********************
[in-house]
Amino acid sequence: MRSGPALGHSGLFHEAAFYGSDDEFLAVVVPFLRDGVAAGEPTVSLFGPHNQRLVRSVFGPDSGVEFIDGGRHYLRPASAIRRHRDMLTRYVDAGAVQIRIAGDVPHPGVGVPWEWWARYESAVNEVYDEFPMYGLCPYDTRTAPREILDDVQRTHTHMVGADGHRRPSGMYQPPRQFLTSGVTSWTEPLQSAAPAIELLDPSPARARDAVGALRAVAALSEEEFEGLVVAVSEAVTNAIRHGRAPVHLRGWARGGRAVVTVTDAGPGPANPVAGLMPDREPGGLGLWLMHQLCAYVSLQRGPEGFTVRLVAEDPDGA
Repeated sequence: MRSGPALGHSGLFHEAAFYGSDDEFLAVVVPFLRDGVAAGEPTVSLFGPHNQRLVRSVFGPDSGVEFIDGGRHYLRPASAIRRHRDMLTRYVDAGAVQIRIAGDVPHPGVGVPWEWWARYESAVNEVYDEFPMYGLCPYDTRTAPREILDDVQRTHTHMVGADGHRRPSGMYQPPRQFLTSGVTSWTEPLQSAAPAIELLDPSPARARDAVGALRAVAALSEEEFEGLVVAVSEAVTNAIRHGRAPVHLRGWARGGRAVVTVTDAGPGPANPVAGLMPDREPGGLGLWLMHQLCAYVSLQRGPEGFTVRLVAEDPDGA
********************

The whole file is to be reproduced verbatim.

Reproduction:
[in-house]
Amino acid sequence: MRSGPALGHSGLFHEAAFYGSDDEFLAVVVPFLRDGVAAGEPTVSLFGPHNQRLVRSVFGPDSGVEFIDGGRHYLRPASAIRRHRDMLTRYVDAGAVQIRIAGDVPHPGVGVPWEWWARYESAVNEVYDEFPMYGLCPYDTRTAPREILDDVQRTHTHMVGADGHRRPSGMYQPPRQFLTSGVTSWTEPLQSAAPAIELLDPSPARARDAVGALRAVAALSEEEFEGLVVAVSEAVTNAIRHGRAPVHLRGWARGGRAVVTVTDAGPGPANPVAGLMPDREPGGLGLWLMHQLCAYVSLQRGPEGFTVRLVAEDPDGA
Repeated sequence: MRSGPALGHSGLFHEAAFYGSDDEFLAVVVPFLRDGVAAGEPTVSLFGPHNQRLVRSVFGPDSGVEFIDGGRHYLRPASAIRRHRDMLTRYVDAGAVQIRIAGDVPHPGVGVPWEWWARYESAVNEVYDEFPMYGLCPYDTRTAPREILDDVQRTHTHMVGADGHRRPSGMYQPPRQFLTSGVTSWTEPLQSAAPAIELLDPSPARARDAVGALRAVAALSEEEFEGLVVAVSEAVTNAIRHGRAPVHLRGWARGGRAVVTVTDAGPGPANPVAGLMPDREPGGLGLWLMHQLCAYVSLQRGPEGFTVRLVAEDPDGA